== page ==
Title: Scouts Guide to the Zombie Apocalypse
Director: Christopher B Landon
Starring: Tye Sheridan, Logan Miller, Joey Morgan, Sarah Dumont, David Koechner, Halston Sage, Cloris Leachman, Niki Koss, Hiram A. Murray
Plot: Ben (Sheridan), Carter (Miller) and Augie (Morgan) are a trio of high school sophomores aswell as the sole members of their local scout troop. The trio however soon find their skills being put to a completely different kind of test as they are forced into battling the undead hordes alongside cocktail waitress Denise (Dumont)
Review: The Zombie genre might currently be one of the most overworked sub-genres of horror at present, largely down to the fact that its also one of the easiest for any aspiring director to put together on the cheap. The obvious downside to this of course being that the zombie market is now saturated with direct to DVD throwaway titles and “28 Days Later” clones and none with any of the charm of the Romero Dead saga which gave birth to the modern zombie movie in the first place. Combine this with the fact that zombies since “28 Days Later” now have to be a fast moving swarm than their original shuffling unrelenting horde clearly lost on modern audience and the problems only increase. This situation however does makes it only the more special when a decent zombie film does turn up.
A 2010 blacklist script, right from the start its clear what sort of film this is going to be as Blake Anderson’s dim-witted janitor manages to unleash a zombie virus from the local science lab. The shots of him being thrown around the lab by a recently awakened zombie in the background while the scientist argues with the vending machine perfectly setting the tone for what is to follow as we get treated to a delicious blend of slapstick and gross out gags.
Meeting our heroes for the first time, its clear that their troop have fallen on hard times as they are now the only members with Ben and Carter only sticking around to support their friend Augie who is working towards his condor patch while his friends are more focused on sneaking out to a secret seniors party they hear about from Carter’s sister. This party providing the final battle ground for the trio as they battle the hordes across the city. Still thanks to them being such a likeable group its a fun journey to follow them on, even if their characters aren't especially deep outside of a few surface characteristics. Adding to the group is cocktail waitress Denise who is no damsel in distress especially when she spends most of the time saving the boys as she joins them on their quest. Yes she might be there largely for the sex appeal factor but thankfully by having her be so capable of holding her own as a zombie slayer it at least makes her character arc a little less obvious.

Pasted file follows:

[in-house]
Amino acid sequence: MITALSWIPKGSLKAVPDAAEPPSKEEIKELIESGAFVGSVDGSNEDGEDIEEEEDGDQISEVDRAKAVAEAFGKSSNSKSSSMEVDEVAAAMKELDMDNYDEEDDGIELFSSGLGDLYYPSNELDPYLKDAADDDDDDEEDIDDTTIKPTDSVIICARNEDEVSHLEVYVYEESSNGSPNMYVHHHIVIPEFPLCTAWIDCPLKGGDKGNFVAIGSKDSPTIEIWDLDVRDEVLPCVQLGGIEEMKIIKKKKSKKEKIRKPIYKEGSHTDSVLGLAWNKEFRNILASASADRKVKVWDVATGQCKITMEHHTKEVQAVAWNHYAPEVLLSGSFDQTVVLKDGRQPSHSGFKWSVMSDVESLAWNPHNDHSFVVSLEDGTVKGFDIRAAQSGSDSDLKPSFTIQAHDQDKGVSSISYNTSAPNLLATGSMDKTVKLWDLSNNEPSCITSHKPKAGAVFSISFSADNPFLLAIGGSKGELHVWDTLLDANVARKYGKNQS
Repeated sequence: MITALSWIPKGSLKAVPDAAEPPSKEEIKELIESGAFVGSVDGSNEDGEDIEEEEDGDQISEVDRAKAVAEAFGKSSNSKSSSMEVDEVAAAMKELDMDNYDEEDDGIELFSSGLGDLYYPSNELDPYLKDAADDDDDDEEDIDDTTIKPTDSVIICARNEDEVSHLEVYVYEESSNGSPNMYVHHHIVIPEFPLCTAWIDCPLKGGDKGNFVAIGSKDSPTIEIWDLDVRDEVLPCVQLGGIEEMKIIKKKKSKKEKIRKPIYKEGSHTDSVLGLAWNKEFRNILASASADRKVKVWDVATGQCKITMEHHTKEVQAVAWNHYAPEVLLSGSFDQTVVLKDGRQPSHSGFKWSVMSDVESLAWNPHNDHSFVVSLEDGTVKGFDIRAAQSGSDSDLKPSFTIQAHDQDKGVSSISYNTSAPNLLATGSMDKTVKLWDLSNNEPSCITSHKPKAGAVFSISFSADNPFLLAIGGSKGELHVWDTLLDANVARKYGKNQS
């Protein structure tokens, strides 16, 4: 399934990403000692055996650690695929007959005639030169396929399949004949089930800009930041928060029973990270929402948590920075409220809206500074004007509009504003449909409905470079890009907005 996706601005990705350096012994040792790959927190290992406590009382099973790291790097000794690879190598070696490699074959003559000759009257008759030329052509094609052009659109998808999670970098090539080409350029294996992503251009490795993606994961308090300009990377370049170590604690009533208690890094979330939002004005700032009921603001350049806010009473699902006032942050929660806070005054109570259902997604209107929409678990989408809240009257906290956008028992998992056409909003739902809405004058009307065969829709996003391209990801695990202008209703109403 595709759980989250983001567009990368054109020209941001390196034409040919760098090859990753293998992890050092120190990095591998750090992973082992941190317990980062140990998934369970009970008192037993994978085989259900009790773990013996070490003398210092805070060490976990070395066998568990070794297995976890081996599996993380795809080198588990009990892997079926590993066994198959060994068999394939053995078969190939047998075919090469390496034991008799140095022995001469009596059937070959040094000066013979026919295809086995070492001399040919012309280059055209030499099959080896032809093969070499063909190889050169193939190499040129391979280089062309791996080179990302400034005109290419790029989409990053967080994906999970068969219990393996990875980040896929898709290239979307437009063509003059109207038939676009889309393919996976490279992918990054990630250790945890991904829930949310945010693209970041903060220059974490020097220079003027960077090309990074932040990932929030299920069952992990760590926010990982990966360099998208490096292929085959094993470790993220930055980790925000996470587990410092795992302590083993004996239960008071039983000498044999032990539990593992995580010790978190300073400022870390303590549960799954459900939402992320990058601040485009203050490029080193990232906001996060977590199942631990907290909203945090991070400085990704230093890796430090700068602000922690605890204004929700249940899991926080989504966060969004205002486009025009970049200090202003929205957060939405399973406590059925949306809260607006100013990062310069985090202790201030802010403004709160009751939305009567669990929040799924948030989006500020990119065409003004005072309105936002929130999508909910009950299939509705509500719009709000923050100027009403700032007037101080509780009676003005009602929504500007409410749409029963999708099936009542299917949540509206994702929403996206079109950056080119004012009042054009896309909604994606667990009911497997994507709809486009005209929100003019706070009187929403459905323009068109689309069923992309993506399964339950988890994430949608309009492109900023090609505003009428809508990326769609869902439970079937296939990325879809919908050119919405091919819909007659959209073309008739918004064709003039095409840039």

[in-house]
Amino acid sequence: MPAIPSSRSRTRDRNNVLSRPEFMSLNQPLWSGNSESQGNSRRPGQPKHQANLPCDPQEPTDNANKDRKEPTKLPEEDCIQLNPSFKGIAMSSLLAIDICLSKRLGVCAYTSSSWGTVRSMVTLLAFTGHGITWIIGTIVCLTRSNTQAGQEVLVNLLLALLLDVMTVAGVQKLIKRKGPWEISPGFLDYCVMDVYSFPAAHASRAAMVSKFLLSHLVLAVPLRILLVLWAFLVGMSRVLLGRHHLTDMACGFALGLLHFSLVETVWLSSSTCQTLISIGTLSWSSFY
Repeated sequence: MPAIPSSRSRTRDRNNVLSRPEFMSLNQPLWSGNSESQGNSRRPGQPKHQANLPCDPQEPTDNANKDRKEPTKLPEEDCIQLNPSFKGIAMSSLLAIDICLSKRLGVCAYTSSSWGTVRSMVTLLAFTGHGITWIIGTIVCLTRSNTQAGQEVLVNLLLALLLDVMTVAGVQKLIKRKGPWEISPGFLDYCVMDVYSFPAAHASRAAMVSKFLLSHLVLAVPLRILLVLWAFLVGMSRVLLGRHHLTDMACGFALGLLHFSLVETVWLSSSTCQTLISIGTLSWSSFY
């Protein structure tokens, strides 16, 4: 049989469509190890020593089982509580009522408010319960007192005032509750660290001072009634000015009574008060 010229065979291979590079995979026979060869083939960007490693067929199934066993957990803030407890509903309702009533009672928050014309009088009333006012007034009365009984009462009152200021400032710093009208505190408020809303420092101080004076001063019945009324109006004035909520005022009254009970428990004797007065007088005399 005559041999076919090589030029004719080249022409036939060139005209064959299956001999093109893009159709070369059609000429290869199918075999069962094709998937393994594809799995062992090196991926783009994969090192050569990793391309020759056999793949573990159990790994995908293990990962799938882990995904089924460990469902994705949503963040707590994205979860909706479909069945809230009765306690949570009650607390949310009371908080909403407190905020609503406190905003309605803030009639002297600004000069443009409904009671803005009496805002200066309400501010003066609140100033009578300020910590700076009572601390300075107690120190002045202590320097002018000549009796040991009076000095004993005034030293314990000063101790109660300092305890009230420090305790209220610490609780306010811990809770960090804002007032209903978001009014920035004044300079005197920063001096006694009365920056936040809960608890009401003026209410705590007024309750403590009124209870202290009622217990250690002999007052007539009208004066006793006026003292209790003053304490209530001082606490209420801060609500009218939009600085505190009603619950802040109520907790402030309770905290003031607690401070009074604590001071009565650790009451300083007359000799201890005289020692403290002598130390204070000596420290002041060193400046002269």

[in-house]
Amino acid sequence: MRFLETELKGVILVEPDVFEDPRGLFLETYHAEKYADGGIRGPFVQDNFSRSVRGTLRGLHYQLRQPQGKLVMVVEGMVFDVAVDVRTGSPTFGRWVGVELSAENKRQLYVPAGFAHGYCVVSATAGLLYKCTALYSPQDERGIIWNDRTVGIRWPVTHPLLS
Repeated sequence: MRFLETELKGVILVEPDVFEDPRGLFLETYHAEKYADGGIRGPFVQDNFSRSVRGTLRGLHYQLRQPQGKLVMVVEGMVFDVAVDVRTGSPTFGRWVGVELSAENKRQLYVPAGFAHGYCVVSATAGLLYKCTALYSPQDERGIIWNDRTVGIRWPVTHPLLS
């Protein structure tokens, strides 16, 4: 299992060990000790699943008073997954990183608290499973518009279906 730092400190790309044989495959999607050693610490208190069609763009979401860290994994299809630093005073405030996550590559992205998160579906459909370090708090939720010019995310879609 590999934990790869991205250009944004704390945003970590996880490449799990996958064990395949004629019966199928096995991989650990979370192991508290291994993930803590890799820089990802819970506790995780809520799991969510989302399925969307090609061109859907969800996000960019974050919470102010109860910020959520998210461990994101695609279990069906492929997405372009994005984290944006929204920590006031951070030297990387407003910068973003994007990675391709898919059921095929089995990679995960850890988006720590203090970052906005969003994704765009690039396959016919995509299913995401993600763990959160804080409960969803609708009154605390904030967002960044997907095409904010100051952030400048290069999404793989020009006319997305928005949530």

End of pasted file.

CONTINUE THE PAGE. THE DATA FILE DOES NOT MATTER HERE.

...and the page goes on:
One of the strengths of the film though is how quickly we dive into the zombie fun as with the film running at a rapid pace which only further works to its advantage as the shocks and laughs come fast and heavy especially during the escape from their neighbourhood were it seems each escape leads them into a worse situation as they are forced to battle an OAP zombie and her horde of zombie cats building to the final showdown with the hordes at the seniors party. This finale only being added to by the trio showing up with a small armoury of makeshift weapons to the strains of “Rock You Like A Hurricane” by the Scorpions.
A genuinely funny and splatter heavy comedy here director Christopher B. Landon manages to tap into that magical formula that Peter Jackson captured with his early splatter films like “Bad Taste” and “Braindead” (or “Dead Alive” as its known in the states) while running the film through the lens of 80’s cinema such as “The Monster Squad” or “The Goonies” and thankfully sidestepping the usual attempts to recreate this era by keeping the story firmly in the present. Needless to say this is the film the zombie fans have been craving.